However, my son has no such feelings about his books. Not a book or reading person to begin with, college classes hold for him none of the wonder they held for me. I had always hated high school, where I was taunted and tortured outside the classroom and distained within its doors. Teachers didn't have time to deal with someone as different from the norm as I. Sometimes my differences certainly presented challenges for the teachers, as with my math disability. It was easier for them to assume I was stupid, ignoring my performance in English and history, and to let me quickly sink to the bottom and drown in those classes. In English, the teachers often assumed that the work I was doing was plagiarized, and said as much to me. No one with the lack of brains they believed I had could do the work I was turning in. I think about that when I want to accuse someone of plagiarism. I need fairly solid proof that it was not done by the student.
But my son told me to pack up and sell his books, so not having any experience in this department, I went to Amazon and learned how to sell them. I looked up the going price for the books, and listed them. In 5 minutes, one of them was sold. It took overnight to sell the other two. We will use the proceedings to pay for his algebra book, which costs $179.00 new and $117. used.

Friday, August 7, 2009

Poem from the Wilderness

I've been thinking about that Torah portion we read in the group the other day. When I went out to sit in the dark at Red Rock, here's what emerged. It's also relevant to say that the workshop leader, Thea Gavin, told us this before we started: "We're going north at the rate of 1-2" a year; soon we'll be in Alaska if we sit here long enough."

A girdle of red rocks rings me round,
cloud by day, and fire by night,
they swell and shift in the fading light.
Just under a jigsaw edge of sky,
the full moon ripens, prepares to rise,
carving the dark with its golden knife.
Is there room for me in the tent of night?
The sullen sky spills it sack full of stars,
as if to say, "Better stay where you are."

Wilderness hike with Lou

Last night I went on a hike at Red Rock with Lou and the wilderness workshop led by Thea Gavin. We went to write and to watch the Red Moon (one of August's two full moons!) rise. This moon is also called the Sturgeon Moon because those fish are apparently running at this time in some parts of the country.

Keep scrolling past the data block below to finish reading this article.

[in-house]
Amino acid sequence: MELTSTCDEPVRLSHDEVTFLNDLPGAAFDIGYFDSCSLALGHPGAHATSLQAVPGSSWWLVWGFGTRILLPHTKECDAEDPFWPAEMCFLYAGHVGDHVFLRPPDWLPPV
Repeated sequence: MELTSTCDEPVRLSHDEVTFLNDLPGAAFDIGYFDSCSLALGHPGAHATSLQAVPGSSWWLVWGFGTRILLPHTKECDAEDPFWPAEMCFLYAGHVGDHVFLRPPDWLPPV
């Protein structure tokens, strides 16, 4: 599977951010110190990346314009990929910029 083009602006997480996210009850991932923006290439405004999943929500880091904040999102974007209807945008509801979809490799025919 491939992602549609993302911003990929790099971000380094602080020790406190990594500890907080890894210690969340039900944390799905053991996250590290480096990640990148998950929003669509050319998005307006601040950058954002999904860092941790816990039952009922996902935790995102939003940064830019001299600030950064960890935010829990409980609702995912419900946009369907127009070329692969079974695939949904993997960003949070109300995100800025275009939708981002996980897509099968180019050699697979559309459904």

The red rocks themselves were quite amazing, as red as a hunk of uncooked beef. Everything growing was sere and dry though, so the workshop leader focused on the sense of hearing. Disappointingly, my ears didn't cooperate. I am largely deaf, so didn't hear the dueling great horned owls that everyone else raptly listened to in the dark. However, the moon rise was spectacular. Not being the picture taking kind though, I didn't snap it. I wrote a poem, but am still working on it.

Thursday, August 6, 2009

Bug Lady Reconsiders

When I was a kid, the taunting multitudes in my neighborhood used to call me "bug lady" because I collected caterpillars and other insects and read about them and other natural history voraciously. However, this interest always had its distinct limits: anything that buzzed or stung.
This came home to me again a couple of days ago out in the parking lot at the college, where I was strafed by a gigantic, loud, bright green scarab beetle, who seemed to want to get into my extremely hot car. I, however, did not want to get into the car with this creature, which was buzzing like a very small engine plane, frantically bumping against the windshield and windows of the car and going inside the open door. Meanwhile, I merely stood there, watching its angry bumbling about, unless it got too close for comfort.
Yes, I know--scarab beetles do not sting, bite, or otherwise harm humans. But it was big and loud and reminded me of a hornet, so I had a strong aversion to it. I kept trying to keep in mind the scarab's ancient symbology, its role in Egypt as a fertility totem and a sign of eternal life, its gorgeous laquered green wings, etc. But I couldn't help it... when it got close, it was just a gigantic insect with suspect motives.